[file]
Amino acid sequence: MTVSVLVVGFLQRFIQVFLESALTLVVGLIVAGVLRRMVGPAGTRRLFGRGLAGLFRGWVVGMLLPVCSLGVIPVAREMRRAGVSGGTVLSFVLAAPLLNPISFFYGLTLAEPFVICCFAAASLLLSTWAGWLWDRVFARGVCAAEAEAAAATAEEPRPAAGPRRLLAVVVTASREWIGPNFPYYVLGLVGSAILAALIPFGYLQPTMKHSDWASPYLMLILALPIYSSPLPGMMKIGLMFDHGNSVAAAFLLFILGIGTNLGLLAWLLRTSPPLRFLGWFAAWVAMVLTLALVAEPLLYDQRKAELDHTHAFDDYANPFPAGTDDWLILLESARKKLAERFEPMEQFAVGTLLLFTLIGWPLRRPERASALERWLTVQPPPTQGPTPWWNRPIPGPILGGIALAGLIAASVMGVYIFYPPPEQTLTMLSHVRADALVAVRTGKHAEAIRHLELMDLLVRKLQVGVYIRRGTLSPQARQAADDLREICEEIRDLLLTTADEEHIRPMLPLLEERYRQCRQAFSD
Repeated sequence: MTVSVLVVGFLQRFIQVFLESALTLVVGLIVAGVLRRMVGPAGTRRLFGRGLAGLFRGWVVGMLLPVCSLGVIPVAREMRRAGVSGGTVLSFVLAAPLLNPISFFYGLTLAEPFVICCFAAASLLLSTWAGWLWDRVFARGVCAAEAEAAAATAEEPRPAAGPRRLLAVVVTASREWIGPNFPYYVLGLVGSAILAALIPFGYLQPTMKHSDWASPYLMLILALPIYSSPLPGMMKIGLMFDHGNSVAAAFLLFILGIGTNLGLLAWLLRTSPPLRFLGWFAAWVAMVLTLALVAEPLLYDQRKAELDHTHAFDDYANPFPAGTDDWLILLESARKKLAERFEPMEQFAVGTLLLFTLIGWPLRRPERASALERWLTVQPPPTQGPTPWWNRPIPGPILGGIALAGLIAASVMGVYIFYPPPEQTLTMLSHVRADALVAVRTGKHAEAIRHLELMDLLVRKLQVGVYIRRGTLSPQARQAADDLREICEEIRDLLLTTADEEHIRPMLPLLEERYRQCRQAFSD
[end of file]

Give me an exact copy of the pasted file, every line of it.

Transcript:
Amino acid sequence: MTVSVLVVGFLQRFIQVFLESALTLVVGLIVAGVLRRMVGPAGTRRLFGRGLAGLFRGWVVGMLLPVCSLGVIPVAREMRRAGVSGGTVLSFVLAAPLLNPISFFYGLTLAEPFVICCFAAASLLLSTWAGWLWDRVFARGVCAAEAEAAAATAEEPRPAAGPRRLLAVVVTASREWIGPNFPYYVLGLVGSAILAALIPFGYLQPTMKHSDWASPYLMLILALPIYSSPLPGMMKIGLMFDHGNSVAAAFLLFILGIGTNLGLLAWLLRTSPPLRFLGWFAAWVAMVLTLALVAEPLLYDQRKAELDHTHAFDDYANPFPAGTDDWLILLESARKKLAERFEPMEQFAVGTLLLFTLIGWPLRRPERASALERWLTVQPPPTQGPTPWWNRPIPGPILGGIALAGLIAASVMGVYIFYPPPEQTLTMLSHVRADALVAVRTGKHAEAIRHLELMDLLVRKLQVGVYIRRGTLSPQARQAADDLREICEEIRDLLLTTADEEHIRPMLPLLEERYRQCRQAFSD
Repeated sequence: MTVSVLVVGFLQRFIQVFLESALTLVVGLIVAGVLRRMVGPAGTRRLFGRGLAGLFRGWVVGMLLPVCSLGVIPVAREMRRAGVSGGTVLSFVLAAPLLNPISFFYGLTLAEPFVICCFAAASLLLSTWAGWLWDRVFARGVCAAEAEAAAATAEEPRPAAGPRRLLAVVVTASREWIGPNFPYYVLGLVGSAILAALIPFGYLQPTMKHSDWASPYLMLILALPIYSSPLPGMMKIGLMFDHGNSVAAAFLLFILGIGTNLGLLAWLLRTSPPLRFLGWFAAWVAMVLTLALVAEPLLYDQRKAELDHTHAFDDYANPFPAGTDDWLILLESARKKLAERFEPMEQFAVGTLLLFTLIGWPLRRPERASALERWLTVQPPPTQGPTPWWNRPIPGPILGGIALAGLIAASVMGVYIFYPPPEQTLTMLSHVRADALVAVRTGKHAEAIRHLELMDLLVRKLQVGVYIRRGTLSPQARQAADDLREICEEIRDLLLTTADEEHIRPMLPLLEERYRQCRQAFSD